He is a great believer in London and its superiority over Continental European financial centres. But he is also convinced that London's strength is in being open and international rather than building inward-looking national champions in the Continental mould.

"There is a great opportunity for the LSE at the moment. If they were to come and talk to Cap Gemini Ernst & Young, our technology partner, I think they would be met by their customer base and indeed their shareholder base by some degree of applause," he said, echoing a written invitation he issued to Mr Cruickshank to enter a technology alliance.

"All those people who are now arguing for a merger [between Liffe and the LSE] are not looking at what can be delivered without a merger and can be delivered faster. That opportunity was not available until LSE shareholders started to lose patience with the iX merger. It is available now."

Liffe Connect is available in 300 dealing rooms worldwide. Customers in all corners of the globe can trade Liffe products on the same basis as London-based traders. He says: "Distribution is key. LSE does not have distribution around the world like we do with Liffe Connect."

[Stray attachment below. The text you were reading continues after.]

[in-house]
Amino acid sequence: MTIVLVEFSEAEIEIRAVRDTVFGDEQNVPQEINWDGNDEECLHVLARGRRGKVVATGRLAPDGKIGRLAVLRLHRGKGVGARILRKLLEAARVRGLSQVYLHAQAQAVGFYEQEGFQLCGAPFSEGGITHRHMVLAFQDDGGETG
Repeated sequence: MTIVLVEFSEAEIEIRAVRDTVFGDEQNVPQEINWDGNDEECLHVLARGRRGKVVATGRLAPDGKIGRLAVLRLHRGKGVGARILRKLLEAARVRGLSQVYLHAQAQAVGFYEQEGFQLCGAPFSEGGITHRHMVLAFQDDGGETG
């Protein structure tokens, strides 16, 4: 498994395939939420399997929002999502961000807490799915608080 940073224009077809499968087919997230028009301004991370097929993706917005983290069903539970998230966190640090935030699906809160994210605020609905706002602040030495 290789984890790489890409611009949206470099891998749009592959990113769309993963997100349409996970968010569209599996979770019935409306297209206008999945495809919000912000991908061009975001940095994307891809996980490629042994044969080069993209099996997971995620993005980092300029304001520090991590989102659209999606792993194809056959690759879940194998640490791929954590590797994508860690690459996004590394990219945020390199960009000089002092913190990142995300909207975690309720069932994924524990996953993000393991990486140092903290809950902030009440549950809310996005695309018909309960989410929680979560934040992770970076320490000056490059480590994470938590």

Mr Williamson may be wrong. Recent attempts to launch new exchange-traded products have fallen flat. Investment banks will not let go their grip on the high margin over-the-counter derivatives business.

But the Web changes everything. It is now cost-effective via the internet to offer retail customers products that were once the exclusive preserve of the institutional investor. For the private investor who wants to buy Nokia or Cisco without opening a dollar or euro account, buying a Liffe stock future may be the answer.

John St John, an investment banker who quit Lehman Brothers to become chief executive of EO, an online broker that distributes IPOs to the retail market, says: "Williamson has got the right idea. The retail market is the future."

Liffe had a near-death experience. It had no choice but to change or die. The LSE's underlying business is profitable, so there is not the same urgency for change but the cry from its shareholders and customers is the same. There is no international strategy, no vision of the future. As Brian Winterflood put it last week: "We don't need to merge with Deutsche Börse to trade BMW. It is already quoted in London but nobody knows that because the Exchange does not tell anyone."

Mr Williamson is not rushing into an IPO. Instead he is working out a strategy, building confidence among customers, and bringing on board shareholders who can contribute technology, know-how and contacts. Two years after being written off, he is now turning suitors away. "I never talk to exchanges but I talk to a lot of technology companies," he says. His advice to Mr Cruickshank is to do the same.